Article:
Directors Werner Herzog and David Gordon Green help the American Cinematheque pay tribute to one of Hollywood’s most successful actors

By Michael Aushenker

nicolas-cage-picture-3There’s little doubt that Nicolas Cage has earned the three-day tribute American Cinematheque is throwing him this weekend at the Aero Theatre in Santa Monica.

Once upon a time, Cage was one of our ballsiest young actors, turning in deft comedic performances such as the working-class schmoe courting Cher in “Moonstruck,” the enervated detective Jack Singer in Andrew Bergman’s madcap “Honeymoon in Vegas” and a put-upon Secret Service agent tangling with Shirley MacLaine’s pain-in-the-butt former First Lady in the dramedy “Guarding Tess.” On the dramatic side, Cage starred in John Dahl’s best neo-noir thriller, “Red Rock West,” opposite Dennis Hopper, and in one of David Lynch’s stranger movies, “Wild at Heart.” In short time, the former Nicolas Coppola, nephew of Francis Ford, had proved his career was no nepotistic fluke.

To a large extent, much of the work Cage, 50, has done since winning the Academy Award for 1995’s “Leaving Las Vegas” would also constitute a tribute to Jerry Bruckheimer (already the subject of a recent Aero series). The Cinematheque, however, has chosen to sidestep movies such as “Con Air,” “Gone in 60 Seconds” and the “National Treasure” flicks to focus on a more varied slate of Cage performances.

On Friday evening, Cage and director Werner Herzog appear in person when the Cinematheque screens Herzog’s 2009 film “The Bad Lieutenant: Port of Call – New Orleans,” an eccentric sequel starring Cage in one of his most epic scenery-chewing performances as a coked-out, corrupt cop in The Big Easy post-Katrina. The movie, co-starring Val Kilmer and Cage’s “Ghost Rider” love interest Eva Mendes, is being paired alongside Alan Parker’s 1984 drama “Birdy,” starring Cage and Matthew Modine as childhood buddies forever changed by the Vietnam War.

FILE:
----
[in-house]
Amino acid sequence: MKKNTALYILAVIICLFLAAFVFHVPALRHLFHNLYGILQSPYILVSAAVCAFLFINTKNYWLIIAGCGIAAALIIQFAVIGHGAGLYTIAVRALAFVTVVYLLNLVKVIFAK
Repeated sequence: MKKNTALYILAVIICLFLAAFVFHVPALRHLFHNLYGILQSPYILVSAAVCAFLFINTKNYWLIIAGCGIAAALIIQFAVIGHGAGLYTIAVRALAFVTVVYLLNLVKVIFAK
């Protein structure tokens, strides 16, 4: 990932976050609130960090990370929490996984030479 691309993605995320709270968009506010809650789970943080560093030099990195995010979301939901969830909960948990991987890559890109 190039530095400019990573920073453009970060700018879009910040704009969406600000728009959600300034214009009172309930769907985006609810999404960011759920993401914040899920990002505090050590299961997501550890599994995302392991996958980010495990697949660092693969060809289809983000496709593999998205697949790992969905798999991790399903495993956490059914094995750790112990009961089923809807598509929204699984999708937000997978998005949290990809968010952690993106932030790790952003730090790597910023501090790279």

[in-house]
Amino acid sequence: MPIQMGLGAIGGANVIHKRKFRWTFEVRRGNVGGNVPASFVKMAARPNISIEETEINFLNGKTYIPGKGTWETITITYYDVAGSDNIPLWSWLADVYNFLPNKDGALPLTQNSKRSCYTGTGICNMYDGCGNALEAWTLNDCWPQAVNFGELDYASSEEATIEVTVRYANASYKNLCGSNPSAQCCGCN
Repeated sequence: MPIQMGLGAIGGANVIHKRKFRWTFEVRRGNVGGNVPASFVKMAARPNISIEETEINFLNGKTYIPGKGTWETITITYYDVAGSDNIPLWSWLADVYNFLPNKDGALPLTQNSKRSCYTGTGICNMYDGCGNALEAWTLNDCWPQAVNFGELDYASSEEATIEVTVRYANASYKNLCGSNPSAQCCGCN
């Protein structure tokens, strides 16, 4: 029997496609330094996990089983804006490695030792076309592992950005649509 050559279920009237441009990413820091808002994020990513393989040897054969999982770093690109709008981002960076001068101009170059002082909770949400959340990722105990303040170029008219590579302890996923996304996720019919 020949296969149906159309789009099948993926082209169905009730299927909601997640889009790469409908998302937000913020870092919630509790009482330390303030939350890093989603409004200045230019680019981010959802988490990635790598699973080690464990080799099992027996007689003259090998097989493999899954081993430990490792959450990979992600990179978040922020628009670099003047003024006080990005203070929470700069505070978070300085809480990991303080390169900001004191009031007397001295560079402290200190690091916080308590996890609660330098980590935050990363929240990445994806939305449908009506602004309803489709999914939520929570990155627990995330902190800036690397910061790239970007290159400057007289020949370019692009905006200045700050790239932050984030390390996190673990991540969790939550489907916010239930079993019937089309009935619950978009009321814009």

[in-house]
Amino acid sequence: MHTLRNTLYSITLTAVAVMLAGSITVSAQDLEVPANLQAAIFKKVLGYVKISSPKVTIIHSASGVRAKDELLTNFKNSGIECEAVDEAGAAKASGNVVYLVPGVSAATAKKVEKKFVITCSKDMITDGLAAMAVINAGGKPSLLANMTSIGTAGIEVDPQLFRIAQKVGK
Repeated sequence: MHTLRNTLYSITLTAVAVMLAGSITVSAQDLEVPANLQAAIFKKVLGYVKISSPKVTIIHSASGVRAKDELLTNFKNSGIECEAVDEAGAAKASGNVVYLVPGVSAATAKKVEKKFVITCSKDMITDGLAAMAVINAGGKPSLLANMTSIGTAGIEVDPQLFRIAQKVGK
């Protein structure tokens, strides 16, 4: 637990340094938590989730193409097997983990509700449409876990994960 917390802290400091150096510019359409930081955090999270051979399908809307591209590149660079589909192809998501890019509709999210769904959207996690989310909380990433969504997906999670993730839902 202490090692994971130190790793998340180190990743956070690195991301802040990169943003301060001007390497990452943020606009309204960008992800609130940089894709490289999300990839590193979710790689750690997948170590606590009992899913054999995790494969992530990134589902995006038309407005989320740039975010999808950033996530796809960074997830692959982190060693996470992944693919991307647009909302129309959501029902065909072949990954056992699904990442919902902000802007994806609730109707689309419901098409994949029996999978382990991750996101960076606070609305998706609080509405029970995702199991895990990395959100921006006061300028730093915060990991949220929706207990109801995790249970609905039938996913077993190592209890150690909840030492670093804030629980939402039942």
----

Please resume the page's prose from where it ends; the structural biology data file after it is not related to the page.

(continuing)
Saturday night, the Aero screens “Raising Arizona,” the Coen Brothers’ second movie featuring Cage as a white trash goof caught up in an insane kidnapping scheme with Holly Hunter. The Aero screens this 1987 comedy with the quirky, quasi-surreal “Adaptation” — Cage’s 2002 acclaimed respite from Bruckheimerland in which he plays a pair of twins, one of them named after the film’s screenwriter, Charlie Kaufman — in this oddball reunion of “Being John Malkovich” collaborators Kaufman and director Spike Jonze.

Come Sunday night, Cage returns for an advanced screening of “Joe,” a darling of last year’s film festivals awaiting widespread theatrical release. In the vein of his partnership with Jonze, Cage aligns himself with auteur David Gordon Green on this adaptation of the Larry Brown novel — a drama about an ex-con who crosses paths with a teen shouldering even greater problems. Cage appears in person with Green, a filmmaker adept at both crazy comedy (“Pineapple Express,” “Eastbound and Down”) and serious fare (“George Washington”).

“Out on a Limb: A Tribute to Nicolas Cage” runs Friday through Sunday, with Cage appearing in person at 7 p.m. on Friday and Sunday at the Aero Theatre, 1328 Montana Ave., Santa Monica. $15 or $12 for students and seniors. Call (323) 466-3456 or visit